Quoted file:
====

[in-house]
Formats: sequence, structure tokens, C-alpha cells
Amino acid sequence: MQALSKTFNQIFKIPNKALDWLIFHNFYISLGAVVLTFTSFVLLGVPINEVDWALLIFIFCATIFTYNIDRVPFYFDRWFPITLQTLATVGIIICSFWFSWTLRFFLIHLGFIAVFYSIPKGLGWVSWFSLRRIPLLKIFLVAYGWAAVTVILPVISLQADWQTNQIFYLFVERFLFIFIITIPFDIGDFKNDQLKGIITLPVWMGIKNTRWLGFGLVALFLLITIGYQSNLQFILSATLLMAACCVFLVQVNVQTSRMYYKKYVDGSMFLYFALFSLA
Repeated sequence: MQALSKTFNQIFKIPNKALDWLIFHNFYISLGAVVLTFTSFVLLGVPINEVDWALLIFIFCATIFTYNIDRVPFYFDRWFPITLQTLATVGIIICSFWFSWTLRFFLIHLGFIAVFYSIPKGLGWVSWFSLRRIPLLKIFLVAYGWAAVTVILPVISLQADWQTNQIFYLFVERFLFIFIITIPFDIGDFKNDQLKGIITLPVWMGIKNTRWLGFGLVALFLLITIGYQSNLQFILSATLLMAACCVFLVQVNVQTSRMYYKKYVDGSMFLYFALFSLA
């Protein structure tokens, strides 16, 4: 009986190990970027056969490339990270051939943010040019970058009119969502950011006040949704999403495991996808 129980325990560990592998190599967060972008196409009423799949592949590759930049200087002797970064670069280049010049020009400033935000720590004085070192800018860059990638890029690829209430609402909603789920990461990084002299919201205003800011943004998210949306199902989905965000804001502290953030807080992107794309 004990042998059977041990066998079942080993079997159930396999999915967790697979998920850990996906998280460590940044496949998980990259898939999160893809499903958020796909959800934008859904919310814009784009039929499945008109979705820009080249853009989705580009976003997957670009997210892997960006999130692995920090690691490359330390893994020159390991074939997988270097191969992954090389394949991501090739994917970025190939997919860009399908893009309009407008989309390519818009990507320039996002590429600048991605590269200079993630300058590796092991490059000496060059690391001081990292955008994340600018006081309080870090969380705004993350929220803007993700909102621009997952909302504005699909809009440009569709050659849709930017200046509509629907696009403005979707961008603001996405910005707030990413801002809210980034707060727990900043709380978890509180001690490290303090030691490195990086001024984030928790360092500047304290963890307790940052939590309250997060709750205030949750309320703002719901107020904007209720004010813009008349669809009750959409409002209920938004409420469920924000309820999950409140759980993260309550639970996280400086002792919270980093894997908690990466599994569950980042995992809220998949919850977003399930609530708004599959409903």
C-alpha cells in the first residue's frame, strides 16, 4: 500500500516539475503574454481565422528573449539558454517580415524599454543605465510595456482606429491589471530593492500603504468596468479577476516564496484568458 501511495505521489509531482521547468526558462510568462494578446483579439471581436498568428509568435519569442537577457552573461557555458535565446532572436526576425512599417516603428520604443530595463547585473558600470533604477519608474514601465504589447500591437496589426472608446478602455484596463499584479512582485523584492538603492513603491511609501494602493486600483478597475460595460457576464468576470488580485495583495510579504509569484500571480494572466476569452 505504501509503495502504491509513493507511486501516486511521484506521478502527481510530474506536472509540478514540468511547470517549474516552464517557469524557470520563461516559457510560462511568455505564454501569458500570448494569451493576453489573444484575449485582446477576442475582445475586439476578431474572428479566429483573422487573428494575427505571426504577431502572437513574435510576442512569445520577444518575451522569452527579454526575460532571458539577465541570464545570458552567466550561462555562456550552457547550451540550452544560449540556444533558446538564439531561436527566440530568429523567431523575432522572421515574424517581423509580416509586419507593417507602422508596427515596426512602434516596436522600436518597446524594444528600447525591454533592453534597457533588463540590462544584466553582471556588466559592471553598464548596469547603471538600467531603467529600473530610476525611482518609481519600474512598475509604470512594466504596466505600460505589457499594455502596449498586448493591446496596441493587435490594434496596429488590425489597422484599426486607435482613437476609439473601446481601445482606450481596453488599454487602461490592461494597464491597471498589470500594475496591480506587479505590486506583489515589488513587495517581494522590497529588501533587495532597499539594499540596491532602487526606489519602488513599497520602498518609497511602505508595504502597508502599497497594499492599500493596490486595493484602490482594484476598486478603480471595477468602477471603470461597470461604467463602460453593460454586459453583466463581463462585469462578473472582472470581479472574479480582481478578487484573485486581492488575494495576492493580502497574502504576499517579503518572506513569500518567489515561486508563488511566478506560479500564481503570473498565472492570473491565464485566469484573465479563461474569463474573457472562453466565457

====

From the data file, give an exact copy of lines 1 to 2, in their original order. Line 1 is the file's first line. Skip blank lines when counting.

[in-house]
Formats: sequence, structure tokens, C-alpha cells